When Criterion asked me to try my hand at a design for Charlie Chaplin's MODERN TIMES, I was quite intimidated. It's the first Chaplin film to join the Criterion Collection's esteemed pantheon, and its one of those films you'll run into quite regularly if you're browsing through lists of the best and most beloved films of all time. I was given free reign to come up with whatever ideas I wanted to try, so after watching the movie again (it had been a while) I started doodling in my sketchbook. I don't have scans of those pages with me, but that process led to some rough drawings like these:

And, later that night, some cut construction paper collages like this:

I knew that it was going to be important to represent the modern city as a major character in the artwork, but also that I needed to feature Chaplin himself. The above cartoon of Chaplin's hat becoming a kind of cityscape / landscape had some potential, and it would come up again later. The yellow drawing above touched on a vision I had in my mind of a massive cartoon landscape that showed both the looming industrial city with its giant buildings and gears as well as the natural landscape, with the gears and the hills blending together, and in a more polished version of this concept I imagined a great volume of tiny details-- people, cars, shops, trains, houses, trees, a whole miniature modern world contrasting the modern city to the open American landscape. These initial sketches and doodles served as a way to explore the themes I wanted to focus on while also providing some graphic and textural templates to work with, like the above paper cityscape which would later end up serving as the template for the entire package.

This led to a cover idea that I envisioned as a landscape of gears. The images of Chaplin crawling around and through these massive factory gears are some of the most well-known in movie iconography, and I was initially hesitant to use the gear imagery just since its so obvious. At the same time, if a good design came of the gears I didn't want to rule them out, as some things are obvious because they have good reason to be. Initially, we considered the possibility of using die-cut holes in a cardboard slipcase, where images of Chaplin would slide through the die-cut openings and reveal different moments and scenes. So I made this unfinished "gearscape" layout with that idea in mind.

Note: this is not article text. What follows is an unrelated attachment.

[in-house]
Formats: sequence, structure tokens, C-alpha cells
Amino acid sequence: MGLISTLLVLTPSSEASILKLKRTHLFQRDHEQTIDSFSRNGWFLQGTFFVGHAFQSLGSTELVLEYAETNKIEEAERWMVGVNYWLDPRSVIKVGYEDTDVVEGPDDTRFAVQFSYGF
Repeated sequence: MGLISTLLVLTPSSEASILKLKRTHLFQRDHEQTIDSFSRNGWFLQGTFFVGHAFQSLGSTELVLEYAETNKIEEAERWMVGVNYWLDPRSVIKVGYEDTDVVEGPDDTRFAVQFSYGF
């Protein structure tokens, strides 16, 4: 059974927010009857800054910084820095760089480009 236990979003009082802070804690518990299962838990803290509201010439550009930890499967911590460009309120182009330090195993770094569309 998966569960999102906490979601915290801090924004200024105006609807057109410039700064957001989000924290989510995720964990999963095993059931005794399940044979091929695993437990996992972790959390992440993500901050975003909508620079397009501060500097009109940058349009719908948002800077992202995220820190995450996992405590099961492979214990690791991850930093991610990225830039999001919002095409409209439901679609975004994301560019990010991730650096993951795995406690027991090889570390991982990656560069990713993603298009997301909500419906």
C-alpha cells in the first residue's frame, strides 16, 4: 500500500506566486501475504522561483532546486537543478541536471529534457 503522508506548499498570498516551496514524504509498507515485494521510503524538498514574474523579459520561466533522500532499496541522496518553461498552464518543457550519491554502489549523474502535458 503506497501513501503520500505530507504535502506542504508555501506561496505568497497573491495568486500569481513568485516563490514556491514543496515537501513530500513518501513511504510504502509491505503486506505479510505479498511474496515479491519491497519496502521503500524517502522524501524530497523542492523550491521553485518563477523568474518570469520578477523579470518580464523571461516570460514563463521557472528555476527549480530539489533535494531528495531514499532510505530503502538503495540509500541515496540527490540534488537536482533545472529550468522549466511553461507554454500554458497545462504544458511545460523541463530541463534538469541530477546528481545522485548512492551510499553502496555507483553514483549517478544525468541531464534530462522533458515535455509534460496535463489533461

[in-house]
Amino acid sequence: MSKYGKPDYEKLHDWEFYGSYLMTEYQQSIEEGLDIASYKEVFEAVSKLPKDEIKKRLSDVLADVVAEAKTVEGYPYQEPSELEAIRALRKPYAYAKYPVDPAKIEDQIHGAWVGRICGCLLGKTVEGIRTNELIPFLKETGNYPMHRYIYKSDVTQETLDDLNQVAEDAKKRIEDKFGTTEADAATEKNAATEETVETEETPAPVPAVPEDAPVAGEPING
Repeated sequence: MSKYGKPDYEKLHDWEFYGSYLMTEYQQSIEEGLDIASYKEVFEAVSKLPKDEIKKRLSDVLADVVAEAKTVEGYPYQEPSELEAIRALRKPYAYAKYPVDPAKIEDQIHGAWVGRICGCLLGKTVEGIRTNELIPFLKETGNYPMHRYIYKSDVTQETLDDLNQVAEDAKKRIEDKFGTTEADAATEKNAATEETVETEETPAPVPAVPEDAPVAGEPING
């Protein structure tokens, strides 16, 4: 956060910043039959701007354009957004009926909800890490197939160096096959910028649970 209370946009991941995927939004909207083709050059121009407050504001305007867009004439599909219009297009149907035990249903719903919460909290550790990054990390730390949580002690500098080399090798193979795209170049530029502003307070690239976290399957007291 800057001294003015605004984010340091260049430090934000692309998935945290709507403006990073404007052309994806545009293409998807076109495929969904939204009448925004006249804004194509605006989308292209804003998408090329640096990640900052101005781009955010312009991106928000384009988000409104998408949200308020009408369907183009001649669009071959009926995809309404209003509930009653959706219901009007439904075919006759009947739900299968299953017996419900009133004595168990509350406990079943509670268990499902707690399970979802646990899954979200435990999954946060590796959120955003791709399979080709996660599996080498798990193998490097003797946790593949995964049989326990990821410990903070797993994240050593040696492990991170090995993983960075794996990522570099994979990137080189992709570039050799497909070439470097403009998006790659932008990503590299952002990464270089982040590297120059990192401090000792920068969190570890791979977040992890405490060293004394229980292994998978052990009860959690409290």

Meanwhile, I had sketched out two other simple ideas that I thought might work for the cover. The first featured the last shot of the film. I hate to spoil it for anyone reading this, and if you don't want to know what that shot is you might stop here, but I also had the thought that if there were ever a last shot to give away in a poster or cover, this would be a good contender... It's just that good. And what I really, really loved about it was that it showed both Chaplin and his wife at the time, Paulette Godard, and the story is ultimately about these two characters, as a couple. I loved that idea, and although it wasn't ultimately represented in the cover, I tried to spread this theme out through the rest of the package and menus later. This image wasn't the ideal choice for the Criterion cover because it didn't really address any of the modern or technological themes of the movie. The image of the couple walking away had also been used in existing posters and we needed to create some new iconography for the film.